The following sections will help you with the list-making process as well.

Step 2: Consider “unconventional” options

There are a lot of choices out there when it comes to grocery stores and I’m sure you have a favorite. We all do. And as appealing as a literal one-stop-shop is, don’t fall into the trap of spending more than you have to simply because it is convenient. Take some time to scan the flyers from area stores and identify sales on items you actually need. No percent off savings beats saving 100% by not buying an unnecessary item.

Have you looked at Aldi, Grocery Outlet Bargain Market, or a similar discount grocer lately? If you haven’t, boy are you in for a treat my friend. Both of the aforementioned stores are a goldmine of deeply discounted food and household items. Check there first and you’ll be surprised how much of your list can be knocked out for a fraction of the price. Not to mention they aren’t most folks’ go-to and hold onto their stocks long beyond when others run out. Does the phrase toilet paper shortage ring a bell? Not at the Grocery Outlet Bargain Market!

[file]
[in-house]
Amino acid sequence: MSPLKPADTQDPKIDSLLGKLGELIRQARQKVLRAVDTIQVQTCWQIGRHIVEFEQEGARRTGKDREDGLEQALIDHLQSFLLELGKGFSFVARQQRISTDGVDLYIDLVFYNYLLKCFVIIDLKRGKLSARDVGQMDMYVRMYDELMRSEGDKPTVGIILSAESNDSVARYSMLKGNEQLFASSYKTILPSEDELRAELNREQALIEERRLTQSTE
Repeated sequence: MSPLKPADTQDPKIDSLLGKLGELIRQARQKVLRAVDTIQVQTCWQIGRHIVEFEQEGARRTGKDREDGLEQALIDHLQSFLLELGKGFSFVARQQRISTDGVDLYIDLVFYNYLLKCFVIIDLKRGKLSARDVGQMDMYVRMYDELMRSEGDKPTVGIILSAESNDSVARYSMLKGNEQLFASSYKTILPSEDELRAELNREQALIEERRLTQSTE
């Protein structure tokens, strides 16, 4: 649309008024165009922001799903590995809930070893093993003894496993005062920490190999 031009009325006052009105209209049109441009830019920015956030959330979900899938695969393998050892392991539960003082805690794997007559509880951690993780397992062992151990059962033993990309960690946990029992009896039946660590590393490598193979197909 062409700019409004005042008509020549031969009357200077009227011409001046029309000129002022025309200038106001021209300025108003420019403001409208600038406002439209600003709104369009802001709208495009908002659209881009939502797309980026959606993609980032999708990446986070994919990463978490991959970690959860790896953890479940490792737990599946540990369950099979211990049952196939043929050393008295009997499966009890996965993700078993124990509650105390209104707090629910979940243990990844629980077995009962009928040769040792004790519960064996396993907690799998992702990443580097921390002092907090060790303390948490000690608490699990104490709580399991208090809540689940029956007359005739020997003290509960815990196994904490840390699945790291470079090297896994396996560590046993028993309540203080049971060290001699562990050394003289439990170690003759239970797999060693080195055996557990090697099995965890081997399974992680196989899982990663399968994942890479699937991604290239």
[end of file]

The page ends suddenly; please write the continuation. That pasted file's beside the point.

These outlet/discount stores are also a great opportunity to expand your palate with a lowered risk of loss. A new-to-you-item that you may or may not like is a lot less daunting when it’s 75% off. Weird fruit? Try it. Organic cereal normally out of your price range? SCORE.

So when you’re planning your next masked, socially-distanced, limited-contact, sterile grocery run, consider a discount grocery store first! Thank me later.

Step 3: Choose versatile dishes

This might be my favorite step in the process. Remember that copious amount of Food Network “research” I mentioned earlier? Well, this is where that comes in, dear reader. Cooking can be so much fun when you look at it as a hobby and less of a chore (or when you haven’t seen sunlight in 12 days, thanks quarantine). Again, pick food items you like but do your best to avoid overly processed foods and always include a vegetable. Some of my favorite vegetables are frozen and are quicker in the microwave than pizza rolls.

I say versatile in the name of this step because I like to work smarter, not harder. It’s difficult to cook just one or two servings so I often make a full-size recipe and use the leftover portions for next-day lunch or dinner. Make a versatile protein like baked chicken, and you can have it for dinner one night, make chicken salad for lunch, and shred it in the crockpot for dinner. See where that planning thing comes in handy?